• General policies restricting the storage of e-cycles, e-scooters and similar items in common areas, stairwells and other fire escape routes should be fully implemented and monitored.
  • If secure and safe cycle storage and charging provisions exist, users should be strongly encouraged to leave batteries in place on e-cycles and charge them there, rather than removing the battery and charging at their desks or common areas.
  • If there is shared access to the storage and charging area, staff/ visitors may be concerned about theft of batteries and/ or chargers, even if the cycle itself can be securely locked. This might lead them to remove batteries and charge them elsewhere. One solution to address this would be to provide secure battery charging lockers in or near the storage area (with a mains socket in each locker). Any such lockers should be specifically designed for e-cycle/e-scooter battery charging, be clearly labelled and installation should ideally include automatic ventilation to the outside.
  • It should be made clear that damaged lithium batteries are a particularly high fire risk and should not be brought onto the premises.
  • In most cases, e-cycles have more than adequate range for commuting journeys without requiring regular charging at the workplace.

Recycling and disposal of lithium-ion batteries

  • The Australian Competition and Consumer Commission (ACCC) estimates that Australian households will have an average 33 items with lithium-ion batteries by 2026. Batteries disposed of in kerbside bins can cause fires in collection trucks, at recycling facilities or in landfill. According to the Australian Council of Recycling (ACOR), at least three Li-ion fires in recycling streams every day, but the real number of blazes is suspected to be much higher.
  • LGIS claims are full of examples of damage caused to waste trucks and near-misses arising from emergency load disposal, known in the industry as ‘hot loads’. Members should fit automatic fire suppression in vehicles and build emergency response guides for all operators.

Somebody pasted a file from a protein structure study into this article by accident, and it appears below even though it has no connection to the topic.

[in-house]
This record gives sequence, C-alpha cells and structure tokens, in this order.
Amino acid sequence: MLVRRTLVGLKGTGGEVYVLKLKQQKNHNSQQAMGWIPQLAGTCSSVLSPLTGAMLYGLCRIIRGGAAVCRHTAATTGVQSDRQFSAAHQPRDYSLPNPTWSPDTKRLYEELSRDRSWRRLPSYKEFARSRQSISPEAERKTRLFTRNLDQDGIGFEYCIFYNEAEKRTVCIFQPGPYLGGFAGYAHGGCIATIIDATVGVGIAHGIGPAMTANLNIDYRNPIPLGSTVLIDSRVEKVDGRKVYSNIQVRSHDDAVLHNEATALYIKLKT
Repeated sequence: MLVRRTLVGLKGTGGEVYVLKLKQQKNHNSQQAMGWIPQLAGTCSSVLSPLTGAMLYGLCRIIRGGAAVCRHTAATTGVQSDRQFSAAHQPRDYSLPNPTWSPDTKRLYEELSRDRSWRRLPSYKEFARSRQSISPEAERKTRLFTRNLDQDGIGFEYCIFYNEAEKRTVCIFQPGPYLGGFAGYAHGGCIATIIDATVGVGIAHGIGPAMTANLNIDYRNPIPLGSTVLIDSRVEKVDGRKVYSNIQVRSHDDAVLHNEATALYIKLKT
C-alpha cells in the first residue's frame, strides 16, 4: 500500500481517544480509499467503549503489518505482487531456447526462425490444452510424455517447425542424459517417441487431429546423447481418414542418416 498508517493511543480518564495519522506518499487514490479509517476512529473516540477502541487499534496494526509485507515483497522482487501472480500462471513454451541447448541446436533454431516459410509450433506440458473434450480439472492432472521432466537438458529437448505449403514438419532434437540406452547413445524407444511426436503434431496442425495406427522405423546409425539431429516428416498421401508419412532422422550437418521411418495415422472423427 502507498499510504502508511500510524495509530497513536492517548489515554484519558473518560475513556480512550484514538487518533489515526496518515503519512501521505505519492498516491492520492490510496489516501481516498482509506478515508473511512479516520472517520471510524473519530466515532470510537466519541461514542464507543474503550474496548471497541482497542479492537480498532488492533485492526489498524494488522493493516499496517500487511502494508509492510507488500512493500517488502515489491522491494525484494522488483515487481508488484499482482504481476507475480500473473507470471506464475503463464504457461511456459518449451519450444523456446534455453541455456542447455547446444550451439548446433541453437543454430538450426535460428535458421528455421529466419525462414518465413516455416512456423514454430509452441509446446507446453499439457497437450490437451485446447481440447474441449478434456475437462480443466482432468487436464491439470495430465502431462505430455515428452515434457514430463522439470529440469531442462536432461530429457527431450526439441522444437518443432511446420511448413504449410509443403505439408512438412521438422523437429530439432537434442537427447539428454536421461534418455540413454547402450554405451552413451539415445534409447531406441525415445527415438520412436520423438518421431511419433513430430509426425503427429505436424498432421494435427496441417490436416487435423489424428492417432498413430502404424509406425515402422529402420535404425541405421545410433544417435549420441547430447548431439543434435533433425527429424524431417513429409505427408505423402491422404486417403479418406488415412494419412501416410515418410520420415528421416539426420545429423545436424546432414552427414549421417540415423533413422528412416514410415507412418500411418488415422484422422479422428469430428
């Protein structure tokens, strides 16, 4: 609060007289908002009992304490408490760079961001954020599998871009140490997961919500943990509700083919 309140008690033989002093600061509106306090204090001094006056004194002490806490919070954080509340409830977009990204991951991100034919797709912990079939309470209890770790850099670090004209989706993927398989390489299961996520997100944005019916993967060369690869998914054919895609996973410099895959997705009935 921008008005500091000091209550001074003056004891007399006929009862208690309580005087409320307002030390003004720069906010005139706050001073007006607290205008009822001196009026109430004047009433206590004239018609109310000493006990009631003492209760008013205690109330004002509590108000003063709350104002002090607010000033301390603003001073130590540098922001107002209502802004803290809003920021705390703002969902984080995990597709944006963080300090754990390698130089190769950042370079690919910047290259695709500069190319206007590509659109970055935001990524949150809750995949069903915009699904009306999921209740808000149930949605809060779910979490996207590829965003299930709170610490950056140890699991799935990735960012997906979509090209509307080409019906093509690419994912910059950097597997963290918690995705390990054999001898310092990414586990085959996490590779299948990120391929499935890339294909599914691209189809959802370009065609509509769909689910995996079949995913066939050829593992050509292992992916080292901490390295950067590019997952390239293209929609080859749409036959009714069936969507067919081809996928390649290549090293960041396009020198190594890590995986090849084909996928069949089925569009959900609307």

• In 2022, a recycling facility in the Australian Capital Territory (ACT) was destroyed with an estimated $20M worth of damage, which may not include the additional costs of alternative processing or landfill gate fees. Members need to focus on physical premises controls; developing a standard for handling, including appropriate collection stations.
  • Through the national Battery Product Stewardship Scheme (B-cycle) there are increased options for the community to recycle batteries, such as at Coles, Woolworths, Aldi, Bunnings and OfficeWorks. These collection points, in addition to local government collection sites, aim to minimise collection risk.
  • The coming electronic waste (e-waste) landfill ban may increase public awareness of correct battery disposal; not in kerbside bins. Collection facilities for e-waste or batteries should consider the storage and placement of them within their landfill/transfer station. The Department of Water and Environmental Regulation (DWER) license should also be reviewed to make sure batteries are included. In the same way that highly flammable items are carefully managed, members need to consider the real risk of spontaneous combustion and spread of fire.
  • Even a small Li-ion fire can engulf an entire room in two to three minutes. These fires tend to escalate quickly and are very difficult to extinguish; they present a high risk of property damage or injuries – consider this risk in a landfill setting with combustibles and nearby vegetation.

For more information on managing motor fleet risk contact the LGIS Risk Team.